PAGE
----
South by Southwest Film Festival: a heady blend of action, comedy and discovery
Austin, Texas, is in for a lot of cinematic action this weekend not just from the wave of film fanatics in town for this year’s South by Southwest Film Festival, which opens Friday, but also from many of the movies they will see.
Over the years, SXSW has become known for edgy comedies; “Bridesmaids,” “21 Jump Street” and “Sausage Party” all debuted in Austin. But this year’s lineup includes a medley of marquee action movies. Edgar Wright’s cars-and-crime picture, “Baby Driver,” starring Jamie Foxx and Jon Hamm; David Leitch’s hit man graphic novel adaptation “Atomic Blonde,” starring Charlize Theron; and Daniel Espinosa’s sci-fi thriller “Life,” starring Ryan Reynolds and Jake Gyllenhaal, will all have their world premieres, and Ben Wheatley’s intense shoot-out movie “Free Fire,” starring Brie Larson and Armie Hammer, has its U.S premiere.
Comedy is present, to be sure — James Franco’s “The Disaster Artist,” a look at the making of the modern cult movie “The Room,” will be shown as a work in progress — but it’s definitely a shift, a nod to the universal conundrum film festivals face: How to create a consistent identity while also trying to keep things fresh.
“We don’t set out with an agenda, we just respond to things,” said Janet Pierson, head of South by Southwest Film. “We specifically try to stay away from stuff that’s too broad. We’re looking for a filmmaker point of view, and we’re just looking for stuff that seems to fit in right with our audience.”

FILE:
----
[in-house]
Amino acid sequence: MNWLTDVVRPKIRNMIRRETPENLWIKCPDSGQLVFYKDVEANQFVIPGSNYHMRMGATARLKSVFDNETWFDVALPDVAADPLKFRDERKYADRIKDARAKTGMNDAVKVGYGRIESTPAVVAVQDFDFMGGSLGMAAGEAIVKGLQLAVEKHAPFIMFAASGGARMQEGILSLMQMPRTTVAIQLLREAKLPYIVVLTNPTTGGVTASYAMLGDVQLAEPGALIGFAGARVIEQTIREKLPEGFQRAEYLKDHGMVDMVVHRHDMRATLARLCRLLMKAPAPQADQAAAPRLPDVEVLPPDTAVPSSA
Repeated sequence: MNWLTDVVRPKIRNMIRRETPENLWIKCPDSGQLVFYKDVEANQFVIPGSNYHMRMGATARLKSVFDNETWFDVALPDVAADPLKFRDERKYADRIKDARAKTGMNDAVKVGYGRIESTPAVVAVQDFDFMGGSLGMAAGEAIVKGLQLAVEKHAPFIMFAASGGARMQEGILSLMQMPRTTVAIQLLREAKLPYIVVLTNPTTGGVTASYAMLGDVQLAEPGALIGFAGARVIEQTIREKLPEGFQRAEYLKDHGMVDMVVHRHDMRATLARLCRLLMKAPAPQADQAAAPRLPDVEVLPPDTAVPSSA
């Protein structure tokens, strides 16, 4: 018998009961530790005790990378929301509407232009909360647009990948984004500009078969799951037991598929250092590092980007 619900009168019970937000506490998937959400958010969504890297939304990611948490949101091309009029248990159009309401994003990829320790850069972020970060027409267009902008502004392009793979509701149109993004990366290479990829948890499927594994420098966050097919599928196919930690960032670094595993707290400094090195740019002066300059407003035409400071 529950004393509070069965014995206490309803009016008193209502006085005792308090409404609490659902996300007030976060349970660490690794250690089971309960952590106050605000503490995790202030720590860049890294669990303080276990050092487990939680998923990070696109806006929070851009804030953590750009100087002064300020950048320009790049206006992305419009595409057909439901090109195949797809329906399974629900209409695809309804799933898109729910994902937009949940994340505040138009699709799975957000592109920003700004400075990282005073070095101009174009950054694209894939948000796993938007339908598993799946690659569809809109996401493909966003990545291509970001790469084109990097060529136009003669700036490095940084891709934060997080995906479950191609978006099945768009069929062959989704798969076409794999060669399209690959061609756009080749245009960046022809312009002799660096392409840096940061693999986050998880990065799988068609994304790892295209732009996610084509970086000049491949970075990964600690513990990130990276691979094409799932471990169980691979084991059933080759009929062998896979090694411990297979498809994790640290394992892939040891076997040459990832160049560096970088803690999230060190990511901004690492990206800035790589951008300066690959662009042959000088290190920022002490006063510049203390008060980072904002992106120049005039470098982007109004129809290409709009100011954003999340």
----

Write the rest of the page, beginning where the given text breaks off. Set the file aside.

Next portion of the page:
One film should certainly play well to the SXSW audience, in large part because of its inclusion. Terrence Malick’s atmospheric “Song to Song,” which opens the festival with its world premiere on Friday night, was shot amid Austin’s music festivals over a number of years. Starring Rooney Mara, Ryan Gosling, Michael Fassbender and Natalie Portman in overlapping romances, it includes scenes that take place on the side of stages amid crowds of thousands while the film’s characters interact with musicians such as Patti Smith, Iggy Pop and Lykke Li.
“Austin in ‘Song To Song’ is a very real place,” said producer Sarah Green, who has worked steadily with Malick on his recent projects. “And it has a particular energy in terms of the music that’s always flowing, the people that come through, the young people that come there to figure out if they can be in the music business.”
“Song to Song” stars Ryan Gosling, Natalie Portman, Michael Fassbender, Rooney Mara and Cate Blanchett.
The SXSW festival has also long been an incubator for new talent. Oscar-winning “Moonlight” filmmaker Barry Jenkins premiered his first feature, “Medicine for Melancholy,” in 2008 and his “Moonlight” producer Adele Romanski has premiered numerous projects at SXSW over the years. Brie Larson caught the critical eye in 2013’s “Short Term 12,” launching the career surge that propelled her to an Oscar-winning performance in “Room.”